First-year students of the undergraduate course in Dentistry at the Piracicaba Dental School of the University of Campinas (FOP-UNICAMP), who took the subject of Biosciences I in 2015 (experiment 1; n = 67) and 2016 (experiment 2; n = 81) were invited to participate in this study. When enrolling in the undergraduate program, the students were randomly divided into two groups by the academic system: A and B. Based on this division, at different times they attended practical lessons in laboratories that could accommodate up to 40 people. For the present study, the two groups were randomly assigned to either the control group or the game group.
The aim of this study was to determine whether students who used the game performed better than students who did not use the game. In the first experiment, students in the game group completed an assessment immediately after undertaking the game activity. To avoid the influence of the immediate effect of the game, in the second experiment, the assessment was performed 2 days after the group had completed the game. The sequences of procedures used in experiments 1 and 2 are presented in Fig. 4.
In class 1, all of the students attended a 75-min theoretical class on resting membrane potential. To spark the students’ interest, the teacher asked them to form pairs to discuss the following questions: 1) How do local anesthetics act? and 2) How are electrical stimuli transmitted in the body? After 10 min of discussion, the students were invited to present their answers, and the teacher informed them that these topics would be studied in the four following classes.
Next, the teacher used PowerPoint slides to present the topics outlined in Table 1 (lecture 1 on resting membrane potential). In this lecture, the teacher explained that the distribution of electrical charges through the membrane could be modified to promote cell depolarization, repolarization, and hyperpolarization. However, the participation of voltage-gated channels was not explained. The objective was to show the students that the transmission of a nerve impulse occurs through depolarization of the cell and rapid repolarization, so that the cell can promptly respond to the new stimulus. At the end of this class, the students were instructed to study the topics of membrane potential and action potential in the textbook (42), in preparation for an assessment that would take place during the following class, 2 days later.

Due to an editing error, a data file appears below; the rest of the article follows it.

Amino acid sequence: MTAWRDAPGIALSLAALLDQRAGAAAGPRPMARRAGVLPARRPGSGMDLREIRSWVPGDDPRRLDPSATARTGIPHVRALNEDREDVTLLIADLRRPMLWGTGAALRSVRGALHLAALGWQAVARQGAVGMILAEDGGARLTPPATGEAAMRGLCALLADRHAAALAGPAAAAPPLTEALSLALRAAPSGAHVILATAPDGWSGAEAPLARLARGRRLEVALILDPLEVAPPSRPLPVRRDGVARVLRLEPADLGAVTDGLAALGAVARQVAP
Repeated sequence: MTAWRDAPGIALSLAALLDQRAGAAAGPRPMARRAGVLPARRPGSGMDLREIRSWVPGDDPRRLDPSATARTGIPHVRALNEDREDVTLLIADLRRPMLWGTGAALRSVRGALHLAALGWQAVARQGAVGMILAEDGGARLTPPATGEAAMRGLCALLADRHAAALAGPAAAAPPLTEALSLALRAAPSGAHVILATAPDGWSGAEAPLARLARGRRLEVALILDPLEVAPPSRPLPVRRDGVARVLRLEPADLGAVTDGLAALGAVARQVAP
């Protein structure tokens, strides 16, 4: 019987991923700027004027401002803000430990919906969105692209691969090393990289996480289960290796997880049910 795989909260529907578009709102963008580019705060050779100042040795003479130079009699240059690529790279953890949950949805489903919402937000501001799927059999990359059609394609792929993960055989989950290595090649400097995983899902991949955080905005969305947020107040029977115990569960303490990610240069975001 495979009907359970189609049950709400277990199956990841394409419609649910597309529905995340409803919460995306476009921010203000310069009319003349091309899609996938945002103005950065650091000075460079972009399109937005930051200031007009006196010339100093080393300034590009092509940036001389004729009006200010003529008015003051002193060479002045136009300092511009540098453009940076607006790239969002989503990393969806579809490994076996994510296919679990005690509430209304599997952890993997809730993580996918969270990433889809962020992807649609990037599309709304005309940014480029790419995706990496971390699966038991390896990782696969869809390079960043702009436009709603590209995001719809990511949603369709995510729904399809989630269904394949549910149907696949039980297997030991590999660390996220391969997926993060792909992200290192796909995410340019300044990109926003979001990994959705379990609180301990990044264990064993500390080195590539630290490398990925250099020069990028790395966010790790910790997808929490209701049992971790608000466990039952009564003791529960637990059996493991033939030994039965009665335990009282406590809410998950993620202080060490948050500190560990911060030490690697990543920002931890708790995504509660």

At the beginning of class 2, the control group was informed that the assessment would be an exercise that would not count toward the subject grade, with the goal being to evaluate the students’ learning progress so that the teacher could assess whether any of the items had to be reviewed before proceeding to the next topics. After this assessment exercise about resting membrane potential and action potential, the students performed the activity with the educational game. The game group took the same assessment immediately after performing the game activity. The game was used as a reinforcing activity for membrane resting potential and as an active teaching-learning method for action potential.